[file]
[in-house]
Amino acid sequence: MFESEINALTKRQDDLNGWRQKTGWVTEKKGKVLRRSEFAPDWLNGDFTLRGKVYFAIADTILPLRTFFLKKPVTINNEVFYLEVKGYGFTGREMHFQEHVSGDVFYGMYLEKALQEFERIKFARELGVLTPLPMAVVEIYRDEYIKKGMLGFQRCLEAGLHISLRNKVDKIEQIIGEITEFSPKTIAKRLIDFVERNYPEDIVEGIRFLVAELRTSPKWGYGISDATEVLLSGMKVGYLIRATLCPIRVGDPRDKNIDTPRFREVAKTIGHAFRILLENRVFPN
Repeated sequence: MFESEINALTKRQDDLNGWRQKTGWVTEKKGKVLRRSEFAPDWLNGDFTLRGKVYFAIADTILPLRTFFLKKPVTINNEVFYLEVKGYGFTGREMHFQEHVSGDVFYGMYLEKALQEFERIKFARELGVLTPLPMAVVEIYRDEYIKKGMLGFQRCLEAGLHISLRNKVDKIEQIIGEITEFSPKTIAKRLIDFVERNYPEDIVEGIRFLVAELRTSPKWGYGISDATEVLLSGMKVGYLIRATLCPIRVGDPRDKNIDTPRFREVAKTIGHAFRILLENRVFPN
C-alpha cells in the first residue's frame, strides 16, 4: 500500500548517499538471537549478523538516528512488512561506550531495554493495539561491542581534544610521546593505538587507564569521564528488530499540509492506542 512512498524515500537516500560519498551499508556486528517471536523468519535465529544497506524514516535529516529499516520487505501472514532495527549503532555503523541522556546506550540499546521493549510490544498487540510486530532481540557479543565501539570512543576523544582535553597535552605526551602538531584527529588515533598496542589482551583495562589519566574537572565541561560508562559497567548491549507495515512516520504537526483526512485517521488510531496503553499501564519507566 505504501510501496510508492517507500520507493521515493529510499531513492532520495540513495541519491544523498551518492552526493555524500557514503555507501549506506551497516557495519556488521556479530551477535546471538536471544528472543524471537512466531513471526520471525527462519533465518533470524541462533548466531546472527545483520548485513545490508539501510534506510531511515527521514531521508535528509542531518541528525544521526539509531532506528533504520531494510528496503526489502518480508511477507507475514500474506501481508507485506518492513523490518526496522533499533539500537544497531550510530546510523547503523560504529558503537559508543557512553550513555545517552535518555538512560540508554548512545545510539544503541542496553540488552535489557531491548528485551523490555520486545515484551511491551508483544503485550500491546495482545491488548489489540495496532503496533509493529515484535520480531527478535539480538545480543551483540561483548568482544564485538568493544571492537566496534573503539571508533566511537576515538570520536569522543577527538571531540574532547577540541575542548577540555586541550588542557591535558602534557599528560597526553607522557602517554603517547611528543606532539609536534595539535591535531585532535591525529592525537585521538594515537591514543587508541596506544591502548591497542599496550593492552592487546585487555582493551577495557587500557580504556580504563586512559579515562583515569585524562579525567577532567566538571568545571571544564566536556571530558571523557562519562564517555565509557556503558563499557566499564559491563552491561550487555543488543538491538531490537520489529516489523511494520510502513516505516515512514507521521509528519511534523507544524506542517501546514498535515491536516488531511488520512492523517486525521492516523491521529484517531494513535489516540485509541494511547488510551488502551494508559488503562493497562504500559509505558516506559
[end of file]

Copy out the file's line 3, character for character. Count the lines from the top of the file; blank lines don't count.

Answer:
Repeated sequence: MFESEINALTKRQDDLNGWRQKTGWVTEKKGKVLRRSEFAPDWLNGDFTLRGKVYFAIADTILPLRTFFLKKPVTINNEVFYLEVKGYGFTGREMHFQEHVSGDVFYGMYLEKALQEFERIKFARELGVLTPLPMAVVEIYRDEYIKKGMLGFQRCLEAGLHISLRNKVDKIEQIIGEITEFSPKTIAKRLIDFVERNYPEDIVEGIRFLVAELRTSPKWGYGISDATEVLLSGMKVGYLIRATLCPIRVGDPRDKNIDTPRFREVAKTIGHAFRILLENRVFPN